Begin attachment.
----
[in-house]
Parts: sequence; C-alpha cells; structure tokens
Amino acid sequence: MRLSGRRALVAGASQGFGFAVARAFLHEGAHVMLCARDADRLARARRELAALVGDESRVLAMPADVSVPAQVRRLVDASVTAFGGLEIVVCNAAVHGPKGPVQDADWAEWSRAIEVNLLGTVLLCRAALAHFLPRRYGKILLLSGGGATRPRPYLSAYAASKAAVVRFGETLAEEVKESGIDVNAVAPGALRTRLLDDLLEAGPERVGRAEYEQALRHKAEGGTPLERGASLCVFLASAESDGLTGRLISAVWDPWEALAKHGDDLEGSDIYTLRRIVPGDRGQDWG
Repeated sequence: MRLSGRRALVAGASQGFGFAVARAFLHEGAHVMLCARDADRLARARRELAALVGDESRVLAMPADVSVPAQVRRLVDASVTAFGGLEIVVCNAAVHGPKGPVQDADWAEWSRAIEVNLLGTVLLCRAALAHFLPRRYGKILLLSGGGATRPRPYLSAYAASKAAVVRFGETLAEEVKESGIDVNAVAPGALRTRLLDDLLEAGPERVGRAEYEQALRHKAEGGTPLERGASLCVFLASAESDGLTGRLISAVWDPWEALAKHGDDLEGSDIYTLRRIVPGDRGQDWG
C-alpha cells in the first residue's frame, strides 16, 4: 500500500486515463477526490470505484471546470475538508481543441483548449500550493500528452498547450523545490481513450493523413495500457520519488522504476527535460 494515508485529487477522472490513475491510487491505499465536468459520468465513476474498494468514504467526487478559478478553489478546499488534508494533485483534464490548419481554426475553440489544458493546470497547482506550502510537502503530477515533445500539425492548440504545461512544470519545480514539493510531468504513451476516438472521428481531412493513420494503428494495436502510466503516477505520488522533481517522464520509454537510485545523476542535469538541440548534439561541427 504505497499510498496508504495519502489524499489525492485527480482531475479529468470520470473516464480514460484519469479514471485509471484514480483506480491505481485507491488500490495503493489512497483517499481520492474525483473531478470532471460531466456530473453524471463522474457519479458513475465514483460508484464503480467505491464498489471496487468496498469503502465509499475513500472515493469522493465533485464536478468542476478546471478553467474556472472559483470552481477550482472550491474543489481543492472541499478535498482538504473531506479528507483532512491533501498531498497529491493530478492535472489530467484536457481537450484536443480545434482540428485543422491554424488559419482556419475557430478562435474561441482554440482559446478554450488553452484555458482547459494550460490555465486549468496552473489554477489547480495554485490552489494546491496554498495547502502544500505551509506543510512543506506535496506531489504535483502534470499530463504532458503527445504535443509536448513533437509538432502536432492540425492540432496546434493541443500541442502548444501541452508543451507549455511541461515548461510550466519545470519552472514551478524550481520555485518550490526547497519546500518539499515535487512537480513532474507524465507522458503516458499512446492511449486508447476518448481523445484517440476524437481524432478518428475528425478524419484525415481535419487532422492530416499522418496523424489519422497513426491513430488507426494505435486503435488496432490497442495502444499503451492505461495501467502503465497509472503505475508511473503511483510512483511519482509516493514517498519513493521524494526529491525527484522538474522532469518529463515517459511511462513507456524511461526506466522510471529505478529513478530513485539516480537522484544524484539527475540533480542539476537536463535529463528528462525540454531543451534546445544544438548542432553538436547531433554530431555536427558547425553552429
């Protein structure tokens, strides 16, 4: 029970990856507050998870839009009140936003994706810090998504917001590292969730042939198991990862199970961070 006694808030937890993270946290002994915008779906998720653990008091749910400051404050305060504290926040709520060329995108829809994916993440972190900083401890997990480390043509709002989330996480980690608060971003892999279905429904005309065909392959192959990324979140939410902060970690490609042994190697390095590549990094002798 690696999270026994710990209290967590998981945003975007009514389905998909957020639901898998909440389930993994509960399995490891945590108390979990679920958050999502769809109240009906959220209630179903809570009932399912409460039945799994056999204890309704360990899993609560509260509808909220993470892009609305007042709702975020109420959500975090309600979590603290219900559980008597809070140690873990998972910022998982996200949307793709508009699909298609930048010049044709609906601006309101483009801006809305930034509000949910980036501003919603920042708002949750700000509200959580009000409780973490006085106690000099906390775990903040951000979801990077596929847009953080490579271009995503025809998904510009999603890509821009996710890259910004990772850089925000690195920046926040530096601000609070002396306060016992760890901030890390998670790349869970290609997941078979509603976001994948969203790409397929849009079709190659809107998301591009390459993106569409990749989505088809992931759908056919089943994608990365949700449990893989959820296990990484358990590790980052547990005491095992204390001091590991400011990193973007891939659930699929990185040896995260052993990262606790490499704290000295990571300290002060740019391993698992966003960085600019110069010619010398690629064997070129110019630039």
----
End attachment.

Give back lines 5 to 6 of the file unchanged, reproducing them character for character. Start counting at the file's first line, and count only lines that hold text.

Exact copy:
C-alpha cells in the first residue's frame, strides 16, 4: 500500500486515463477526490470505484471546470475538508481543441483548449500550493500528452498547450523545490481513450493523413495500457520519488522504476527535460 494515508485529487477522472490513475491510487491505499465536468459520468465513476474498494468514504467526487478559478478553489478546499488534508494533485483534464490548419481554426475553440489544458493546470497547482506550502510537502503530477515533445500539425492548440504545461512544470519545480514539493510531468504513451476516438472521428481531412493513420494503428494495436502510466503516477505520488522533481517522464520509454537510485545523476542535469538541440548534439561541427 504505497499510498496508504495519502489524499489525492485527480482531475479529468470520470473516464480514460484519469479514471485509471484514480483506480491505481485507491488500490495503493489512497483517499481520492474525483473531478470532471460531466456530473453524471463522474457519479458513475465514483460508484464503480467505491464498489471496487468496498469503502465509499475513500472515493469522493465533485464536478468542476478546471478553467474556472472559483470552481477550482472550491474543489481543492472541499478535498482538504473531506479528507483532512491533501498531498497529491493530478492535472489530467484536457481537450484536443480545434482540428485543422491554424488559419482556419475557430478562435474561441482554440482559446478554450488553452484555458482547459494550460490555465486549468496552473489554477489547480495554485490552489494546491496554498495547502502544500505551509506543510512543506506535496506531489504535483502534470499530463504532458503527445504535443509536448513533437509538432502536432492540425492540432496546434493541443500541442502548444501541452508543451507549455511541461515548461510550466519545470519552472514551478524550481520555485518550490526547497519546500518539499515535487512537480513532474507524465507522458503516458499512446492511449486508447476518448481523445484517440476524437481524432478518428475528425478524419484525415481535419487532422492530416499522418496523424489519422497513426491513430488507426494505435486503435488496432490497442495502444499503451492505461495501467502503465497509472503505475508511473503511483510512483511519482509516493514517498519513493521524494526529491525527484522538474522532469518529463515517459511511462513507456524511461526506466522510471529505478529513478530513485539516480537522484544524484539527475540533480542539476537536463535529463528528462525540454531543451534546445544544438548542432553538436547531433554530431555536427558547425553552429
């Protein structure tokens, strides 16, 4: 029970990856507050998870839009009140936003994706810090998504917001590292969730042939198991990862199970961070 006694808030937890993270946290002994915008779906998720653990008091749910400051404050305060504290926040709520060329995108829809994916993440972190900083401890997990480390043509709002989330996480980690608060971003892999279905429904005309065909392959192959990324979140939410902060970690490609042994190697390095590549990094002798 690696999270026994710990209290967590998981945003975007009514389905998909957020639901898998909440389930993994509960399995490891945590108390979990679920958050999502769809109240009906959220209630179903809570009932399912409460039945799994056999204890309704360990899993609560509260509808909220993470892009609305007042709702975020109420959500975090309600979590603290219900559980008597809070140690873990998972910022998982996200949307793709508009699909298609930048010049044709609906601006309101483009801006809305930034509000949910980036501003919603920042708002949750700000509200959580009000409780973490006085106690000099906390775990903040951000979801990077596929847009953080490579271009995503025809998904510009999603890509821009996710890259910004990772850089925000690195920046926040530096601000609070002396306060016992760890901030890390998670790349869970290609997941078979509603976001994948969203790409397929849009079709190659809107998301591009390459993106569409990749989505088809992931759908056919089943994608990365949700449990893989959820296990990484358990590790980052547990005491095992204390001091590991400011990193973007891939659930699929990185040896995260052993990262606790490499704290000295990571300290002060740019391993698992966003960085600019110069010619010398690629064997070129110019630039």